Quick Hitter

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A quick post before I’m on my way today–Thanksgiving’s rapidly approaching and there’s much to be done to prepare my sanity for an eight hour family road trip to the wonderful city of Montreal (yeah, to Canada for Thanksgiving–an American holiday… and you wonder why I’m the way I am).

First off, lets address the topic of streaks. The Patriots definitively proved that they are much better streakers than the Celtics yesterday. I’m glad the Celtics lost. Here, I’ll type that slower so you can really get its full impact. I A-M G-L-A-D T-H-E C-E-L-T-I-C-S L-O-S-T. This isn’t D1 football: losing one game (or, I suppose, two this year) doesn’t end your season. The C’s have looked lethargic for good chunks of quarters over the last three games–the loss just reinforces the fact that there is work left to be done. If there is one area that Boston needs improvement in, it’s their execution. Execution, execution, execution (now write that 497 more times on the black board, Doc). Tune in a few paragraphs later for a longer Celtics rant.

As for the better streakers, they are the single most indescribable team I have ever seen in my life. You know why? Because the Patriots play nearly flawless football at all times, yet they are hungrier than Dwight Howard in the weight room (if you really get that joke, I commend you, for you are a true hoops junkie). I’ll leave this paragraph now before I start using gushy clichĂ©s.

Now to the first paragraph written about the Lakers in 5 months that doesn’t mention number 24.

When I have a child one day (years from now), I want my child to grow up idolizing Luke Walton. Seriously. He’s starting to reach that point in his career where he’s becoming a true NBA player, almost a veteran in a sense. Here’s what I mean. Once good NBA players have reached a certain level of familiarity in the league, they start adapting to the level of play, start finding ways to exploit the level of play. It’s kind of like playing a video game over and over: you start to realize there are certain quirky, unexpected things you can do that give you a marked advantage in the game (if your name is Josef Woldense, you know EXACTLY what I mean). They’re a glitch, either an oversight or an unexpected outcome that went overlooked by the game creators. Well, Walton is starting to find them. For example, the between the legs pass. The only other person I can think of who purposely threw that pass on a semi-consistent basis is Mark Price. As anyone who watches SportsCenter knows, Walton has thrown three this year, two through defenders legs, one through his own (see play number 7).

Why does this make Walton a veteran player? Because he is finding the absolute best pass to make in the given situation. Walton is exploiting the way NBA defenders (all defenders for that matter) are playing and utilizing the passing lane presented to him.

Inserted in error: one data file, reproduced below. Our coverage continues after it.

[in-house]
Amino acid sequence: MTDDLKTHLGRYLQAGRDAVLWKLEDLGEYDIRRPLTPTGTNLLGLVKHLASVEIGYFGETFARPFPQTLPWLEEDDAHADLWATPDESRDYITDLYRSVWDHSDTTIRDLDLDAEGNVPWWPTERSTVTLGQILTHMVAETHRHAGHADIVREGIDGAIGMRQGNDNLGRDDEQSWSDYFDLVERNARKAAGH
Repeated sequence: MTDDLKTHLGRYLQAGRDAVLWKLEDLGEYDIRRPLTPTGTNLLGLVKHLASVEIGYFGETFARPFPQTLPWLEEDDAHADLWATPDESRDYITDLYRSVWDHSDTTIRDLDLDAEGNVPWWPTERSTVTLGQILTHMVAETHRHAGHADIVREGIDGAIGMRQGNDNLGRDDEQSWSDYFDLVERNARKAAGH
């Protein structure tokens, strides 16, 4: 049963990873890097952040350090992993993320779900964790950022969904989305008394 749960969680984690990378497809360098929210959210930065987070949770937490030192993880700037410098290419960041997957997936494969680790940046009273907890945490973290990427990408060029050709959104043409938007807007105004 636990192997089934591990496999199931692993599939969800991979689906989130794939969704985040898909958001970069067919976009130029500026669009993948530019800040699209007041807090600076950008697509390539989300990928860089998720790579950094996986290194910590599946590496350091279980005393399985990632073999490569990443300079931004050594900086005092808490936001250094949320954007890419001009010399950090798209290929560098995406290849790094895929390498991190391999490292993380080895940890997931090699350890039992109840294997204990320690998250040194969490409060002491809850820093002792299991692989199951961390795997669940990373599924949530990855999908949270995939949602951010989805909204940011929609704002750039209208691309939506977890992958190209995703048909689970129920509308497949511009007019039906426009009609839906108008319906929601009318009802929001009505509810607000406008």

Some would label this show boating, but he’s not show-boating at all. At worst he’s funneling joy, but not at the expense of results. How often do you see Walton turn the ball over trying to make a highlight reel pass? I can’t think of many instances, and I watched nearly every Lakers home game last season. Yet he ranks right up there with the best passers in the league, making plenty of difficult passes on a gamely basis. His feel for the game leads to the passes, not the desire to wow.

Luke’s not quick, not fast, not overly athletic, not a dead-eye shooter, but he most certainly is the key to Lakers. There are times when, for a brief moment, he does something to remind me of Larry Bird. The between the legs pass was one of them.

And now back to the promised Celtics rant.

I said earlier that I’m glad the Celtics lost. It’s a true story. I’m not glad that they lost stupidly though. Paul Pierce, this one goes out to you:

If you’re down by 2 with the ball at half court and 5+ seconds on the clock, GO TO THE #*&!@*% RIM! This is coming from someone who remarked your free-throw stroke is so inconsistent that at the end of game’s I’m down-right petrified with you on the line. But you and I both know that you are gifted with the ability to draw fouls. Get into the lane, get Howard in the air (you know he’s going to try and block your shot), get fouled, possibly get a three point play. At least make progress toward the hoop before taking your patented game-winning pull-up (exhibits A and B). Settling for a fading three pointer with 4 ticks on the clock and a hand in your face is plain stupid. In a year where I’ve been in countless conversations about how you have suddenly emerged as a savvy veteran, looking like a more complete player than I every imagined you could, this is a step backward. You’re better than that. And we all know it.

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